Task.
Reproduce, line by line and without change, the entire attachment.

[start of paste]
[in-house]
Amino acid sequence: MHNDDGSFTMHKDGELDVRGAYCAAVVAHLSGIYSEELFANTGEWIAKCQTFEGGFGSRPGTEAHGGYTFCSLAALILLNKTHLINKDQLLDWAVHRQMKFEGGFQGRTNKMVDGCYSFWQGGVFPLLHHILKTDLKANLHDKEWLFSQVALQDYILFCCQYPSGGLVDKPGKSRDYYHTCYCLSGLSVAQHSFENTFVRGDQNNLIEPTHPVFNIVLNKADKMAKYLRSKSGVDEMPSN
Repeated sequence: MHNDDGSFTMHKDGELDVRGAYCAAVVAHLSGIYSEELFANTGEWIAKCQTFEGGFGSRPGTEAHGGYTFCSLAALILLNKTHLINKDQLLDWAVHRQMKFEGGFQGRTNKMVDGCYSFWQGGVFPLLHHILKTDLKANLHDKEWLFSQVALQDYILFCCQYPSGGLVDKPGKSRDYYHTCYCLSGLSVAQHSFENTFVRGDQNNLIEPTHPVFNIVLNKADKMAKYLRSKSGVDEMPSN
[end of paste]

[in-house]
Amino acid sequence: MHNDDGSFTMHKDGELDVRGAYCAAVVAHLSGIYSEELFANTGEWIAKCQTFEGGFGSRPGTEAHGGYTFCSLAALILLNKTHLINKDQLLDWAVHRQMKFEGGFQGRTNKMVDGCYSFWQGGVFPLLHHILKTDLKANLHDKEWLFSQVALQDYILFCCQYPSGGLVDKPGKSRDYYHTCYCLSGLSVAQHSFENTFVRGDQNNLIEPTHPVFNIVLNKADKMAKYLRSKSGVDEMPSN
Repeated sequence: MHNDDGSFTMHKDGELDVRGAYCAAVVAHLSGIYSEELFANTGEWIAKCQTFEGGFGSRPGTEAHGGYTFCSLAALILLNKTHLINKDQLLDWAVHRQMKFEGGFQGRTNKMVDGCYSFWQGGVFPLLHHILKTDLKANLHDKEWLFSQVALQDYILFCCQYPSGGLVDKPGKSRDYYHTCYCLSGLSVAQHSFENTFVRGDQNNLIEPTHPVFNIVLNKADKMAKYLRSKSGVDEMPSN